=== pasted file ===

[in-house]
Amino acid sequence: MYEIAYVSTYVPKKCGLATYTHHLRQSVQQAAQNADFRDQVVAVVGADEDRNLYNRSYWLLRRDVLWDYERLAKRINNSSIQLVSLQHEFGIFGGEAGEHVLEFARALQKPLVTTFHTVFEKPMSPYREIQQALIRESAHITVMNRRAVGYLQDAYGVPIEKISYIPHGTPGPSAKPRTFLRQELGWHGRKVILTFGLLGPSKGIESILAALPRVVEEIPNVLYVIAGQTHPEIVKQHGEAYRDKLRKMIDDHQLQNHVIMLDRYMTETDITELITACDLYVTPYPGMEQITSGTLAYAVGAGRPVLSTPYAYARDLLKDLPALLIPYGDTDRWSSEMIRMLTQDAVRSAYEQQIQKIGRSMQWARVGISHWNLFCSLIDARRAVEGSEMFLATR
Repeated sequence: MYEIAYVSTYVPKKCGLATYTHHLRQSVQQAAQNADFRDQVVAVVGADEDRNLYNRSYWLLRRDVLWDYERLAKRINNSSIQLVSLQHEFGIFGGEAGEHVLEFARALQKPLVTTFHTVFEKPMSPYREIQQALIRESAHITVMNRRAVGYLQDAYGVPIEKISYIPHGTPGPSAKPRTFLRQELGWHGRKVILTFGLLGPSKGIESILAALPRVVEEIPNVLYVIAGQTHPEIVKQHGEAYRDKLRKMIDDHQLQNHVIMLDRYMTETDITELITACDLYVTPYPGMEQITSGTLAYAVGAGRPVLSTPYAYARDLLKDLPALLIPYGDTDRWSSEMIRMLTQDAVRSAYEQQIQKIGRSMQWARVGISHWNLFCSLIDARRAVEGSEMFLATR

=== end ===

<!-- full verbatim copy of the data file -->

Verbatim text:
[in-house]
Amino acid sequence: MYEIAYVSTYVPKKCGLATYTHHLRQSVQQAAQNADFRDQVVAVVGADEDRNLYNRSYWLLRRDVLWDYERLAKRINNSSIQLVSLQHEFGIFGGEAGEHVLEFARALQKPLVTTFHTVFEKPMSPYREIQQALIRESAHITVMNRRAVGYLQDAYGVPIEKISYIPHGTPGPSAKPRTFLRQELGWHGRKVILTFGLLGPSKGIESILAALPRVVEEIPNVLYVIAGQTHPEIVKQHGEAYRDKLRKMIDDHQLQNHVIMLDRYMTETDITELITACDLYVTPYPGMEQITSGTLAYAVGAGRPVLSTPYAYARDLLKDLPALLIPYGDTDRWSSEMIRMLTQDAVRSAYEQQIQKIGRSMQWARVGISHWNLFCSLIDARRAVEGSEMFLATR
Repeated sequence: MYEIAYVSTYVPKKCGLATYTHHLRQSVQQAAQNADFRDQVVAVVGADEDRNLYNRSYWLLRRDVLWDYERLAKRINNSSIQLVSLQHEFGIFGGEAGEHVLEFARALQKPLVTTFHTVFEKPMSPYREIQQALIRESAHITVMNRRAVGYLQDAYGVPIEKISYIPHGTPGPSAKPRTFLRQELGWHGRKVILTFGLLGPSKGIESILAALPRVVEEIPNVLYVIAGQTHPEIVKQHGEAYRDKLRKMIDDHQLQNHVIMLDRYMTETDITELITACDLYVTPYPGMEQITSGTLAYAVGAGRPVLSTPYAYARDLLKDLPALLIPYGDTDRWSSEMIRMLTQDAVRSAYEQQIQKIGRSMQWARVGISHWNLFCSLIDARRAVEGSEMFLATR